The Linux Kernel
This book is for Linux enthusiasts who want to know how the Linux kernel works. It is not an internals manual. Rather it describes the principles and mechanisms that Linux uses; how and why the Linux kernel works the way that it does. Linux is a moving target; this book is based upon the current stable 2.0.33 sources as those are what most individuals and companies are now using
Linux Network Administrator's Guide, Second Edition
The Internet is now a household term in many countries. With otherwise serious people beginning to joyride along the Information Superhighway, computer networking seems to be moving toward the status of TV sets and microwave ovens. The Internet has unusually high media coverage, and social science majors are descending on Usenet newsgroups, online virtual reality environments, and the Web to conduct research on the new “Internet Culture.”
The Linux System Administrator's Guide
The Linux System Administrator's Guide, describes the system administration aspects of using Linux. It is intended for people who know next to nothing about system administration (those saying ``what is it?''), but who have already mastered at least the basics of normal usage. This manual doesn't tell you how to install Linux; that is described in the Installation and Getting Started document. See below for more information about Linux manuals.
Operating Systems Lecture Notes
An operating systems university course, reviewing the following topics : OS Overview and History, Processes and Threads , Thread Creation, Manipulation and Synchronization , Deadlocks, Implementing Synchronization Operations , CPU Scheduling , OS Potpourri , Introduction to Memory Management , Introduction to Paging, Issues in Paging and Virtual Memory , MIPS TLB Structure ,Introduction to File Systems , File System Implementation , Monitors , Segments,Disk Scheduling , Networking , UDP and TCP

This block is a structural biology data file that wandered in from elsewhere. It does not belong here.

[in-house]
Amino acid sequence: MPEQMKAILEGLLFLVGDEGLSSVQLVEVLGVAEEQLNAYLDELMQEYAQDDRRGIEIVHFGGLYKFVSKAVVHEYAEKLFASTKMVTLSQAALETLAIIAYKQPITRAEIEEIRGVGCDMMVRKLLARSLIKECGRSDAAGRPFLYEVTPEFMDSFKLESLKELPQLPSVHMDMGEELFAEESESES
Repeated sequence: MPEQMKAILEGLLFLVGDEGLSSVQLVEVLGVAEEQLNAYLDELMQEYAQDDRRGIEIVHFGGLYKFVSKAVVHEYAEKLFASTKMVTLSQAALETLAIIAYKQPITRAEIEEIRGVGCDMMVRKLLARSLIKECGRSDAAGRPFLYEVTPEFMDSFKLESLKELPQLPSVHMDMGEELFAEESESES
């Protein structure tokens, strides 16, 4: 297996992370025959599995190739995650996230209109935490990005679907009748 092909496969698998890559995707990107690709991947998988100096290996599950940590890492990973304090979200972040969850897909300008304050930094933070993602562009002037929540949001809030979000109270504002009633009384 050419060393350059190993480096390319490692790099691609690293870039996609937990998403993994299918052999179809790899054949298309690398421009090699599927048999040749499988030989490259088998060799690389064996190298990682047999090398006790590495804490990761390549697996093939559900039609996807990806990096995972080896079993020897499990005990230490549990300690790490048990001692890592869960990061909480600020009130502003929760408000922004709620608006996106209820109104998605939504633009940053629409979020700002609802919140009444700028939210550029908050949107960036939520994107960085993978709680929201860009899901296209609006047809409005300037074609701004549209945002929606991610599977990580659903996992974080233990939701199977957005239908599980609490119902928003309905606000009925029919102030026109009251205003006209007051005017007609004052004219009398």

Introduction to the vi Editor
vi (pronounced vee-EYE, short for 'visual') provides basic text editing capabilities. Three aspects of vi make it appealing. First, vi is supplied with all UNIX systems. You can use vi at other universities or any businesses with UNIX systems. Second, vi uses a small amount of memory, which allows efficient operation when the network is busy. Third, because vi uses standard alphanumeric keys for commands, you can use it on virtually any terminal or workstation in existence without having to worry about unusual keyboard mappings. As a point of interest, vi is actually a special mode of another UNIX text editor called ex. Normally you do not need to use ex except in vi mode.
Introduction to GNU Emacs
GNU Emacs (hereafter just 'emacs') is a useful UNIX-based editor available from the Free Software Foundation. Emacs has lisp-like editing macros which allow for extensive customization.
This document begins with opening and closing a window, moves on to editing files, and finally covers more advanced topics.
Unix User's Guide
Well, the Unix guide to life is finally a reality. Lots of work has gone into making the guide clear and understandable for novice users. At the same time, some intermediate concepts have been addressed for the more experienced user.
Linux Memory Management - MM
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The Linux USB sub-system
This document is an early draft of a guide to using the USB sub-system under Linux.
Packaging software with RPM
RPM is a widely used tool for delivering software for Linux. Users can easily install an RPM-packaged product. In this article, the first in a series, IBM software engineer Dan Poirier shows you how to use RPM to package simple software on a Red Hat Linux 7.1 system.
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